Book reviews, Pullitzer, Booker, Costa and Children's Book reviews
Book reviews, Pullitzer, Booker, Costa and Children's Book reviews
Prize Winning Fiction
Prize Winning Fiction

2009 Pulitzer Prize for Fiction Winner

Olive Kitteridge by Elizabeth Stout

       
 

Publisher: Random House

Length: 288

About: Pushy maths teacher inspires others

Style: 3rd person

Where: (US, New England)

When: 1989-2009

 

 

Publisher’s synopsis:

At times stern, at other times patient, at times perceptive, at other times in sad denial, Olive Kitteridge, a retired schoolteacher, deplores the changes in her little town of Crosby, Maine, and in the world at large, but she doesnt always recognize the changes in those around her: a lounge musician haunted by a past romance; a former student who has lost the will to live; Olives own adult child, who feels tyrannized by her irrational sensitivities; and her husband, Henry, who finds his loyalty to his marriage both a blessing and a curse.
As the townspeople grapple with their problems, mild and dire, Olive is brought to a deeper understanding of herself and her life-sometimes painfully, but always with ruthless honesty. Olive Kitteridge offers profound insights into the human condition-its conflicts, its tragedies and joys, and the endurance it requires.

 

Extract:

Olive’s private view is that life depends on what she thinks of as ‘big bursts’ and ‘little bursts.’ Big bursts are things like marriage or children, intimacies that keep you afloat, but these big bursts hold dangerous, unseen currents. Which is why you need the little bursts as well: a friendly clerk at Bradlee’s, let’s say, or the waitress at Dunkin’ Donuts who knows how you like your coffee. Tricky business, really.

 

Reviews:

Good:

Funny, wicked and remorseful, Mrs. Kitteridge is a compelling life force, a red-blooded original. When shes not onstage, we look forward to her return. The book is a page-turner because of her.

San Francisco Chronicle

 

 

Not so good:

Generally, I enjoyed this unique book, although it was a bit depressing at times. I understand first-hand that bad things happen in every life and part of life is dealing with these challenges, but I would have preferred a more upbeat view of life. The stories had moments of hope and optimism – and a nice ending – but there were also an awful lot of suicidal thoughts, infidelity, and yearnings for something different in this small community.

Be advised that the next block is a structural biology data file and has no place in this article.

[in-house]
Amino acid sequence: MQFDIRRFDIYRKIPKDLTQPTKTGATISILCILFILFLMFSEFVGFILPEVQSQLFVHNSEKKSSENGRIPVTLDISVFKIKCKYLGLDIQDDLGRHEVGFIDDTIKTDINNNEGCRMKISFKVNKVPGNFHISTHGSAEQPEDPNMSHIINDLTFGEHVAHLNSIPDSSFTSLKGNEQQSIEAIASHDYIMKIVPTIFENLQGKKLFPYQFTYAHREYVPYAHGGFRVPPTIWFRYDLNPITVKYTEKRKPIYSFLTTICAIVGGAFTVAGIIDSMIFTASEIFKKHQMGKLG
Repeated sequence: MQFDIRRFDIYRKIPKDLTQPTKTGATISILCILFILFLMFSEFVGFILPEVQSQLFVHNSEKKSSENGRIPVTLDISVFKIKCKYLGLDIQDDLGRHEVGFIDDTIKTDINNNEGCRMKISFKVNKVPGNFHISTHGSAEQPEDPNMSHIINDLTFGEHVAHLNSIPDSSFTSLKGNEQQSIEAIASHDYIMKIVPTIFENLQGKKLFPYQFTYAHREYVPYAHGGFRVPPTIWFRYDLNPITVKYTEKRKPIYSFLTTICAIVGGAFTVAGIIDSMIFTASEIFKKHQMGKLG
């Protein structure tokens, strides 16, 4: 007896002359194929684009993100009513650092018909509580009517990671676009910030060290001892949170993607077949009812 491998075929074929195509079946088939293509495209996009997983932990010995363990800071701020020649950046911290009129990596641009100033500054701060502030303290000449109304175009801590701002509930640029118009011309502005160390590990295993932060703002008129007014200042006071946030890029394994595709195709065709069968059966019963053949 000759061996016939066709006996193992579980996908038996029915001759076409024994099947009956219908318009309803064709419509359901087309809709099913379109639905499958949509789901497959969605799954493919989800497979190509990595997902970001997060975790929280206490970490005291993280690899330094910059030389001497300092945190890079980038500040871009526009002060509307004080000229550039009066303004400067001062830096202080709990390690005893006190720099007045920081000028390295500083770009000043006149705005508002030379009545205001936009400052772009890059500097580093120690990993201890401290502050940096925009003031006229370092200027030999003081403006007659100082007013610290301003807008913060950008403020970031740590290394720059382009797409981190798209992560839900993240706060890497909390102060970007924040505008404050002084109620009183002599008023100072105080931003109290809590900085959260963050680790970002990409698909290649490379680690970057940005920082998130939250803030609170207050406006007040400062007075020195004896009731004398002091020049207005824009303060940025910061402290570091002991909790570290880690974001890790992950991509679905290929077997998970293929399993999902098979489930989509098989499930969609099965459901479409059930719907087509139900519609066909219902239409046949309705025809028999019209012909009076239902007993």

Sue Jackson Book by Book Fiction review

 

About the author

Elizabeth Strout is the author of Abide with Me, a national bestseller and Book Sense pick, and Amy and Isabelle, which won the Los Angeles Times Art Seidenbaum Award for First Fiction and the Chicago Tribune Heartland Prize. She has also been a finalist for the PEN/Faulkner Award and the Orange Prize in England. Her short stories have been published in a number of magazines, including The New Yorker and O: The Oprah Magazine. She is on the faculty of the MFA program at Queens University in Charlotte, North Carolina, and lives in New York City.

 
 

 

LAST          NEXT

<2008> -  <2010>

 

 

Ratings

Adventure

 3

Filmability

 5

Historical

 5

Humorous

 2

Intellectuality

 5

Life-changing

 7

Page turner

 7

Readability

 8

Romance

 4

 

Age guide: U

 

 

 

 

 

Novels by same author:

 

 

 

 

 

 

 

 

 

 

 

 

 

 

 

 

Adaptations: None to date

 

 

 

 

© PWF.co.uk

 

 

 

 

2016 Pulitzer Prize Winner

It's a massive day in arts and journalism because the 100th annual Pulitzer Prize winners were just announced, and there's a big surprise. 2015's best artistic and nonfiction writing across 21 categories were recognized during a ceremony Monday afternoon at Columbia University in New York City. The first Pulitzer Prize was awarded to Hebert Bayward Swope, a reporter for The New York World, in 1916. (And if you're as big a fan of Newsies as I am, that paper should ring a bell, but try to think of it more positively.)

The major prize for book nerds, the 2016 Pulitzer Prize for Fiction went to The Sympathizer by Viet Thanh Nguyen (Grove Press), a legitimate surprise, if you've been paying attention to the book nerd and industry buzz. The feeling around the prize in the last few months would have you putting all your hard-earned cash down on A Little Life by Hanya Yanagihara to take home the award, but that's why you should never gamble. Viet Thanh Nguyen is no less deserving, and moreover, it's his debut novel, which makes it such a wonderful win.

Extract from New York Times to view full article...

Click here

 

Print Print | Sitemap Recommend this page Recommend this page
© Prize Winning Fiction